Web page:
The Peace of Wild ThingsWendell Berry When despair for the world grows in me and I wake in the night at the least sound in fear of what my life and my children’s lives may be, I go and lie down where the wood drake rests in his beauty on the water, and the great heron feeds. I come into the peace of wild things who do not tax their lives with forethought of grief. I come into the presence of still water. And I feel above me the day-blind stars waiting with their light. For a time I rest in the grace of the world, and am free.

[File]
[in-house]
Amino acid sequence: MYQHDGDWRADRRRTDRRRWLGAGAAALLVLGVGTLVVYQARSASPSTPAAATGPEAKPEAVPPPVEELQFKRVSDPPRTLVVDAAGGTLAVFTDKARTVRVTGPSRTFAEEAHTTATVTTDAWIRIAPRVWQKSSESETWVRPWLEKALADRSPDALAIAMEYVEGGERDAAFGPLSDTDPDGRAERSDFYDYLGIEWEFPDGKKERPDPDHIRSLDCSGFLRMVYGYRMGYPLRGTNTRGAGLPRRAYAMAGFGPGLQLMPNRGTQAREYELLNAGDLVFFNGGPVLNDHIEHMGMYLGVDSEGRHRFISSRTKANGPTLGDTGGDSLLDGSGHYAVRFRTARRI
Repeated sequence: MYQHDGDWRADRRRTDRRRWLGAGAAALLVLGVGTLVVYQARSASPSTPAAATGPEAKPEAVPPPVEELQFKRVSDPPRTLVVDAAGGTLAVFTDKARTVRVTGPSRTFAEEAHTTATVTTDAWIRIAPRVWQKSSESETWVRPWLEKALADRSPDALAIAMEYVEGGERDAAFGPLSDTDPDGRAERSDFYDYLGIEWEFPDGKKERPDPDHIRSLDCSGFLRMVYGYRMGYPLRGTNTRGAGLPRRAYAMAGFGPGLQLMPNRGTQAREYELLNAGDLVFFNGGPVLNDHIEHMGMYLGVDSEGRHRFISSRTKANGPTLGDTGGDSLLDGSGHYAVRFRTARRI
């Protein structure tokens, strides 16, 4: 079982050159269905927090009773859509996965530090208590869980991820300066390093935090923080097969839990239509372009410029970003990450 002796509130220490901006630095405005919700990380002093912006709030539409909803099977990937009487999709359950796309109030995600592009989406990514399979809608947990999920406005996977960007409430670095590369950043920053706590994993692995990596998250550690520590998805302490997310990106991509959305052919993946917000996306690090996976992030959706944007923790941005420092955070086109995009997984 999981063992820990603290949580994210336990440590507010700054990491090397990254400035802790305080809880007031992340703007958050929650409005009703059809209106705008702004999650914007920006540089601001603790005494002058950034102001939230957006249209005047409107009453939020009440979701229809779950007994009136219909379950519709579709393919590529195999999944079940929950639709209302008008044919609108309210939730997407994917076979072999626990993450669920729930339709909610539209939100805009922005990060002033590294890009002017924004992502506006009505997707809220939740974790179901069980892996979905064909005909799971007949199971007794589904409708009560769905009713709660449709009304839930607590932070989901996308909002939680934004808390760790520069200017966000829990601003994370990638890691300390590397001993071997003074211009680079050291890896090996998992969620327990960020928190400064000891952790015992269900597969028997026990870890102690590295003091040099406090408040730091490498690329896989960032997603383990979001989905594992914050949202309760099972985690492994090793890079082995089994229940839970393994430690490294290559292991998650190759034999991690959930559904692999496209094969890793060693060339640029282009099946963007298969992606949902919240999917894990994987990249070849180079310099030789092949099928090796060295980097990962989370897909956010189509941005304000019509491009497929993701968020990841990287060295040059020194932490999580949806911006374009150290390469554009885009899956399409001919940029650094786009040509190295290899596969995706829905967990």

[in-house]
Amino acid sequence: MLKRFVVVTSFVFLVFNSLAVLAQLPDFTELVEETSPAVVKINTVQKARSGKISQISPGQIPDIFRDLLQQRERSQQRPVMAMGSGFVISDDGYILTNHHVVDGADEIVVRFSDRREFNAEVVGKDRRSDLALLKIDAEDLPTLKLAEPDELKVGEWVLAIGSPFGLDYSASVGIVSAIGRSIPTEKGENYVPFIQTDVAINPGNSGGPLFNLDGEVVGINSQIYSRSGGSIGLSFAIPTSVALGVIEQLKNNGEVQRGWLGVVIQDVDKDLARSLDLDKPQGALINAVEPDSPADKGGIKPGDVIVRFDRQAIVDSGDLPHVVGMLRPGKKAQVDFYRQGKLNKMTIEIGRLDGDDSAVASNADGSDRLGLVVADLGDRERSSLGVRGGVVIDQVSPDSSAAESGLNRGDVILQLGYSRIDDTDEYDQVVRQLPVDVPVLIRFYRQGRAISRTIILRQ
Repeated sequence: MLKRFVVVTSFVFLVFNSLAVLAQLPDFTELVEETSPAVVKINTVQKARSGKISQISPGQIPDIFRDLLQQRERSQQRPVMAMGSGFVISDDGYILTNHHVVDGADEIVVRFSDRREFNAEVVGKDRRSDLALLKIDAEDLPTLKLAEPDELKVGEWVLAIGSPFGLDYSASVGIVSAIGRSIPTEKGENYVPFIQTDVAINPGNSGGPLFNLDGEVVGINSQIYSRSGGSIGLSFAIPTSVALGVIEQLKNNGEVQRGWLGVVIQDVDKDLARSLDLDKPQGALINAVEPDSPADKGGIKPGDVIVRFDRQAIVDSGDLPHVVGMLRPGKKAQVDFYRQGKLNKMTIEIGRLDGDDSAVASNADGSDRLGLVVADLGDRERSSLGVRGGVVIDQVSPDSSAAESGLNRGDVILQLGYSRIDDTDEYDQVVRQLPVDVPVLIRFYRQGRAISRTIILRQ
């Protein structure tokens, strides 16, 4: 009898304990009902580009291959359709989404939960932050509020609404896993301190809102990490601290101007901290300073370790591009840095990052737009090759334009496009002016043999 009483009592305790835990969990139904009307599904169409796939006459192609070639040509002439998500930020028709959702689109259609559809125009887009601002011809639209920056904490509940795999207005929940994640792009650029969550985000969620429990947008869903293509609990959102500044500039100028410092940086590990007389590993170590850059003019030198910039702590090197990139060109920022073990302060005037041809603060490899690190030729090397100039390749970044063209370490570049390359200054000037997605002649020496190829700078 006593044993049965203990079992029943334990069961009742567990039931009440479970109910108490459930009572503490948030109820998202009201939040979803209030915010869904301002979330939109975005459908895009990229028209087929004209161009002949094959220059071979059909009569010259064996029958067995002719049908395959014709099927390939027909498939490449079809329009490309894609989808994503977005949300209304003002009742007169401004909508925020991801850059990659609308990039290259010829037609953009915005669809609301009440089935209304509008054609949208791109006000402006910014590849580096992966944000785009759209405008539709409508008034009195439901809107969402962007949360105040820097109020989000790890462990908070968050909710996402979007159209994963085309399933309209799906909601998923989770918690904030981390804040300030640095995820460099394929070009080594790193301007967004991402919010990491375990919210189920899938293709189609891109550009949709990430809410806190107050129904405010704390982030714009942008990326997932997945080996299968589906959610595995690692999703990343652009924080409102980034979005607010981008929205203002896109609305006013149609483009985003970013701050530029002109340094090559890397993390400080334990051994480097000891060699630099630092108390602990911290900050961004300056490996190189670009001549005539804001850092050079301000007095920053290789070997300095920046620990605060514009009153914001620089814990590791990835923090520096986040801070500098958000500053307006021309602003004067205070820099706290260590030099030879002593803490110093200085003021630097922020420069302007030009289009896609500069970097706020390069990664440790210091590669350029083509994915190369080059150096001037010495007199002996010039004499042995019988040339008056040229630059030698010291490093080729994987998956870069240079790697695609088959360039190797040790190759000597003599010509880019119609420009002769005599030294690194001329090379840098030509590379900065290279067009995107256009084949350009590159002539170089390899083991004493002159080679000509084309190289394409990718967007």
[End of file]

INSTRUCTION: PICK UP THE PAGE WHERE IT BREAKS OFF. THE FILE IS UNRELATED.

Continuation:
Once again, we have had the unfortunate experience this week of needing to face the heartbreaking news of another manifestation of gun violence in our country. Our hearts are with all of the families affected by this tragedy and with the entire Covenant community and the City of Nashville as they respond and grieve this terrible loss. When tragedy strikes, it is natural that we reel with a range of emotions as we try to find sense in the randomness of the location, the intensity of the rage and the lack of humanity inherent in this epidemic of senseless aggression against the innocent. What do we and don’t we have control over? What can we change? Parents and educators are especially impacted as we greet our children cheerfully each day, pledging ourselves to their well-being, navigating the spring season—a time that should feel light and full of renewal. We spend our days contemplating their future and the future of our country. Hawthorne Valley Waldorf School (HVS) is committed to supporting our students; our school is rooted in the meaningful relationships we form with them and with each other, and we do our best to read the mood and needs of the class. We also have our school counselor, Nina Pick, available to check in with children and with faculty who are in need of additional support. The topic of school safety has been one of our foci these past few years. HVS had a School Safety Committee, and a School Emergency Plan was developed out of these meetings and in collaboration and consultation with our local Sheriff’s office, other area schools and the rest of the HVA organization. Like other schools in New York State, we perform 12 mandated safety drills each year—8 are outside drills and 4 are inside drills. We have finished our required outside drills and will begin with the inside ones this Spring. A key element of all safety drills is practicing keeping quiet and attentive, listening to one’s teachers and staying calm. These are qualities that we practice throughout each and every day as well, not just during drills. The forms in place around lining up, walking quietly in halls, standing calmly each morning before verse and moving as a group are all working the habit body of our class groups, and helping students practice focus and group belonging. Another topic upon which we have devoted time and focus this year in our faculty meeting has been the more general wellbeing our student’s in their physical, emotional, soul and spirit bodies. We are working daily to keep our students’ senses engaged and aware, we are helping to make them feel good in their bodies and in their social relationships, and we are striving each day to counteract the forces of cynicism and apathy so prevalent in our greater society. It might seem unrelated to the larger topic of school safety, but our arts and music programming also plays its role in the well-being of our community. Every connection we build with all that is true, beautiful and good in the world impacts the mental, physical and spiritual health of our children. Our recent conversations about media also play a role in supporting the undercurrent of humanity upon which the future of our society depends. Our event last week on supporting our students’ mental health also is part of these efforts. Finally, it is key that we develop in our students a sense for civic responsibility. This is a topic we are taking up with greater intention throughout the grade levels of the school. We hope to help support our students to feel empowered to be connected to their communities, their country and to elections that might bring some of the changes into effect that could support more safety in our country. Each time we reach out in relationship with others, we strengthen our sense of humanity and participate in the changes upon which our society’s future depends. We had the pleasure of gathering together as a community and listening to the children perform at our annual Spring Assembly. Through music and movement and clear speech they are finding themselves and their place in the world. It is a momentous sight to behold the fleeting journey through childhood from Grade 1 through Grade 12. We look forward to strengthening our connections and continuing the conversation of how we might best support our students and our community. Written by Karin Almquist, School Director